I like Saturday night light entertainment. I like television that demands little of me while offering the world and more in return. I like set pieces, jokes I already know the punchlines to and excited, ordinary members of the public winning insurmountable amounts of money just for knowing the opening line of "Uptown Girl" off by heart. I watch Challenge out of choice.
Perhaps it's this level of investment that has led to my recent alarm at the quite silent rise of Stephen Mulhern. Last week I watched the Catchphrase Mother's Day special, a good portion of Saturday Night Takeaway, and an episode of Big Star's Little Star. Added up I got about two hours of solid Stephen Mulhern screentime. Now, I probably only watch a total of about four hours of television in a week, which means 50% of my freeview use was spent looking at Stephen Mulhern.
I didn't realise it was happening for a long time, I think because there is nothing eventful about watching Stephen Mulhern. You barely notice he's on the screen. He's a consummate professional, compèring his shows with ease, while always ready to shoot a knowing look to camera if somebody mentions something that might, if you think about it in a certain way, sound like a willy.
Despite coming off like the boy you went to school with who seems weirdly keen on making friends with your parents, he's not actually doing anything wrong, is he? He's just a nice chap, isn't he? Stephen's just a nice chap.
Is he though? Is he just a nice chap?
Let's first consider Stephen Mulhern's name: Stephen Mulhern. Some people sound like they are destined for fame: Harrison Ford, Whitney Houston and Idris Elba. They are names that are supposed to be up in lights. Stephen Mulhern is a name for the quoted eyewitness in a local news story about a sandwich theft. Stephen Mulhern is the name you hear getting read out before yours in a doctor's waiting room.
But this is his trick, this is Stephen Mulhern's ploy: to be so utterly unobjectionable nobody has any cause to question his motives. He is nature's greatest optical illusion, barely visible to the naked eye despite existing in all places at all times.
A brief history of Stephen Mulhern. Stephen Mulhern began his career in showbusiness as a magician. He learnt magic tricks from his father, holidayed at Butlins, and before long became the youngest member of the magic circle. From this jumping point, Stephen Mulhern became a Butlins redcoat, appeared on Blue Peter, then TV talent shows, then the Royal Variety Show, then CITV, then pantomimes, then Britain's Got More Talent, then Animals Do the Funniest Things, and then, the gameshow holy grail if you will, Catchphrase. When read like that it starts to become clear. Stephen Mulhern is the showbiz equivalent of a career politician.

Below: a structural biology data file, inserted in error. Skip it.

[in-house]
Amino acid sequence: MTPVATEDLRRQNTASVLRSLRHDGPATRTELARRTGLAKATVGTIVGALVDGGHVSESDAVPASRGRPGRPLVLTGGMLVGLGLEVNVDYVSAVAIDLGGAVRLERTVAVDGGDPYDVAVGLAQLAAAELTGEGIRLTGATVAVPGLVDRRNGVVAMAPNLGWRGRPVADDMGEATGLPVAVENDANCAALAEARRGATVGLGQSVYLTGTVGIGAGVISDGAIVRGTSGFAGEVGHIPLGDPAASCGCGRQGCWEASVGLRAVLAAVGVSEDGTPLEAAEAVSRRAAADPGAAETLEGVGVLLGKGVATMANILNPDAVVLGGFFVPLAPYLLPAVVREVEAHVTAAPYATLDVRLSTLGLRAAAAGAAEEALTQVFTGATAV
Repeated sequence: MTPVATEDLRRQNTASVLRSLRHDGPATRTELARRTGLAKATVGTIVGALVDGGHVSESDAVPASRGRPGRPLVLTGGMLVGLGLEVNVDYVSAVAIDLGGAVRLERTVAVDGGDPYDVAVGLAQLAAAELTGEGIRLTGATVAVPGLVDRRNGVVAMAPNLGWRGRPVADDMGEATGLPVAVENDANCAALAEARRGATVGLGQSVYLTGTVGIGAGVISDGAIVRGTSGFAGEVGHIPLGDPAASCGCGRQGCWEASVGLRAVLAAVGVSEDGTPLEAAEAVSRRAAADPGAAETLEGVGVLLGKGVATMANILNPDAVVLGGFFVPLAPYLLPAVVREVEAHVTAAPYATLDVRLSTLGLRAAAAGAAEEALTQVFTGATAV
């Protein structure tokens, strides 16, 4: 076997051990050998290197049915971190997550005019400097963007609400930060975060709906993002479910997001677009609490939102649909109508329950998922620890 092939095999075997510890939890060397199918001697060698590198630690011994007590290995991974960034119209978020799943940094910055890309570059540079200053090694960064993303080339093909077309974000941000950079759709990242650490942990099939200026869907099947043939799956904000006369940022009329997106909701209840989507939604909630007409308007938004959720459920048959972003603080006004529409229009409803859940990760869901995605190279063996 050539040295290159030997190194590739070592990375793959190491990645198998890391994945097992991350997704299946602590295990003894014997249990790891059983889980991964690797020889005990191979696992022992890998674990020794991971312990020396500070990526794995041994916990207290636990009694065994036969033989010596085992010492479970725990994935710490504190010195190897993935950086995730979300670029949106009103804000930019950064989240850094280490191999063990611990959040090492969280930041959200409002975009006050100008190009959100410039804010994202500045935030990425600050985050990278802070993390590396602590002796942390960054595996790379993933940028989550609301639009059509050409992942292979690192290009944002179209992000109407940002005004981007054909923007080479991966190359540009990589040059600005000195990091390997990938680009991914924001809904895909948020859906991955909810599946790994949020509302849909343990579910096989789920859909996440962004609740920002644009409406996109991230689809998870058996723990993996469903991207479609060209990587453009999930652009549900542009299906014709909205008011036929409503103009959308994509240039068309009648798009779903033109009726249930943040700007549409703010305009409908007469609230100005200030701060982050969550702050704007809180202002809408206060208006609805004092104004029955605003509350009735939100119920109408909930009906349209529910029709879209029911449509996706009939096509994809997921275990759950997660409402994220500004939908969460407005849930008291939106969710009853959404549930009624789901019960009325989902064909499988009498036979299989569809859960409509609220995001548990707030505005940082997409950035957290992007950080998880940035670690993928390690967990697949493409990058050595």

Hard work is, of course, hugely important and completely necessary in any profession, but the entertainment industry feels like one where it, surely, cannot be the only quality. Where "putting the hours in" can't be enough. Yet it is for Stephen Mulhern. Stephen Mulhern seems to be where he is because there's no real objection to him. There's no comprehensive argument against Stephen Mulhern being a television personality. He's competent, well-turned out, always has a suit on, delivers his jokes on time, probably turns up to the studio early with minty fresh breath. Stephen Mulhern will never be involved in a sexting scandal. Stephen Mulhern will never make a racist remark while leaving a nightclub. Stephen Mulhern will never fight your husband. Stephen Mulhern will never fuck your wife.
Yet in this process, in the process of making himself a thorough-bred television personality, his scalped himself of any edge. A sort of genetically spliced combination of Ant & Dec with all the roguish charm, and even the threat of an accent, sucked out. On paper he is everything the British public would seemingly value: cheeky but not rude, handsome but not sexy, yet Stephen Mulhern now has so little edge he has become a circle contorting eternally in on itself. He is an endless spiral. An ever twirling point, endlessly leading nowhere, and on, and on. He is the Lego man that comes with the build-your-own TV studio kit.
You probably think I'm over-reacting, and I probably am, but there's something about the omnipresence of this small, smiling magician that unnerves me. Like words which if repeated too many times begin to lose meaning, in seeing his face so regularly he has started to look stranger and stranger. A replicant of the modern British TV host, laughing vacantly while Lee Ryan from Blue makes an accidental wanking reference at 8PM on Wednesday evening. And it will go on, Stephen Mulhern being nice and watchable and gradually presenting every programme on television and being nice and watchable. In the age of recession television, Stephen Mulhern the safest bet there is.
And therein lies his cold war-assault on Saturday night television. It is thought that the greatest achievement of the Manchu invasion of China was not their military prowess in attack, but rather their subsequent seamless assimilation into the existing Confucian culture. Their war was won by making themselves invisible. This is the terrifying miracle Stephen Mulhern has performed on ITV, by providing everything but proving nothing he is taking over completely unnoticed; his greatest magic trick to date.
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